Students are strongly encouraged to take advantage of the opportunity to study abroad, typically during the spring semester of their junior year. Most students start by browsing program options (see Discover Programs) or by attending a college info session or university-wide events like the International Fair. Learn more about CALS Study Abroad Policies, Credit transfer and program options by attending a CALS Study Abroad 101 Fair or by visiting the CALS International Opportunities website.
There are two approved avenues for studying abroad during the Fall, Spring, or the full Academic Year:
The department actively partners with the CALS Exchange Program to provide unique opportunities for students to study Landscape Architecture in another cultural context, at reputable partner institutions around the globe. Partner schools offer studios, enabling students to stay on track to graduate on time. Just some of the destinations include Denmark (Copenhagen University), Sweden (SLU), the Netherlands (Wageningen University) and Singapore (National University of Singapore). Previous foreign language experience is not required as most institutions teach in English.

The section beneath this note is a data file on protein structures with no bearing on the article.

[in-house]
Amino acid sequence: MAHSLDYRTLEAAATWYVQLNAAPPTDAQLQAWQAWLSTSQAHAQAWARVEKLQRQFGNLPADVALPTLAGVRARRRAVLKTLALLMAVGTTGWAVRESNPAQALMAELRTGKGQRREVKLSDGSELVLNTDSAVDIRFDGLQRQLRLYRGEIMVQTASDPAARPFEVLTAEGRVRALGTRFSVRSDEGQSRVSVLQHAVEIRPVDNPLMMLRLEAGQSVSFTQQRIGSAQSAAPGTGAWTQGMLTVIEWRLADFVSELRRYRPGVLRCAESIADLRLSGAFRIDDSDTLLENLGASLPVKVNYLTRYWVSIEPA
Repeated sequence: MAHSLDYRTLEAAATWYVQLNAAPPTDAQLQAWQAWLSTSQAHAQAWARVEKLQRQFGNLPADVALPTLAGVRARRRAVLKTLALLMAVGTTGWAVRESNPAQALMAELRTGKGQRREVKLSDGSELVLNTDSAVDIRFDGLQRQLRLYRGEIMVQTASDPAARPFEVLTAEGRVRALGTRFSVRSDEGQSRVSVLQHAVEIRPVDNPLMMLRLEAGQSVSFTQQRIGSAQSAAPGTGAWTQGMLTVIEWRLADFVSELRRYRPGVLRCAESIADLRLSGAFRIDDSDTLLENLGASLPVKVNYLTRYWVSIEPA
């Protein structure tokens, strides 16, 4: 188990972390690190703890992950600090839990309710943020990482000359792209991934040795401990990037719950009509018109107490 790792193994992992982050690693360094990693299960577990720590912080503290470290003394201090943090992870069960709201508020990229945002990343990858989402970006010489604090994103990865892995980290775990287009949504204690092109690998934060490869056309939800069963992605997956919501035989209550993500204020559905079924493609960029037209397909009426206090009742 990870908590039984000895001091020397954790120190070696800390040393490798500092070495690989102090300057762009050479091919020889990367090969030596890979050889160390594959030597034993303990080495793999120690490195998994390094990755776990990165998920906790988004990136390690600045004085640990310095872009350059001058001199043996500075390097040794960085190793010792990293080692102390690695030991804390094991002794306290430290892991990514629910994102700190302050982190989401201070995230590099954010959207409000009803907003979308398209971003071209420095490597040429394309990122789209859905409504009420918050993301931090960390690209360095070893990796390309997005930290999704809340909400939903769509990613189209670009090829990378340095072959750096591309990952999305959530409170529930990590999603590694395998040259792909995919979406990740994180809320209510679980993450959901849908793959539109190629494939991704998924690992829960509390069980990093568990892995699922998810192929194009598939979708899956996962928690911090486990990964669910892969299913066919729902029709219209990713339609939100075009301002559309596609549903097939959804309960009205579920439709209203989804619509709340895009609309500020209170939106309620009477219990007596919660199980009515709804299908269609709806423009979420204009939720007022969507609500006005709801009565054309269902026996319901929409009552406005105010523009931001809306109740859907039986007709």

Master of Landscape Architecture (M.L.A.):
Master of Landscape Architecture Degree
Our Graduate School program in Landscape Architecture complies with the requirements of three governing bodies: the New York State Education Department (NYSED), the Council of Landscape Architecture Registration Boards (CLARB), and the Landscape Architecture Accreditation Board. The degree programs are designed to accommodate a variety of academic backgrounds, both with and without design training in landscape architecture and architecture. Therefore, each student’s curriculum plan is tailored to the individual’s specific background and academic goals. We offer two possible paths toward the completion of the MLA degree.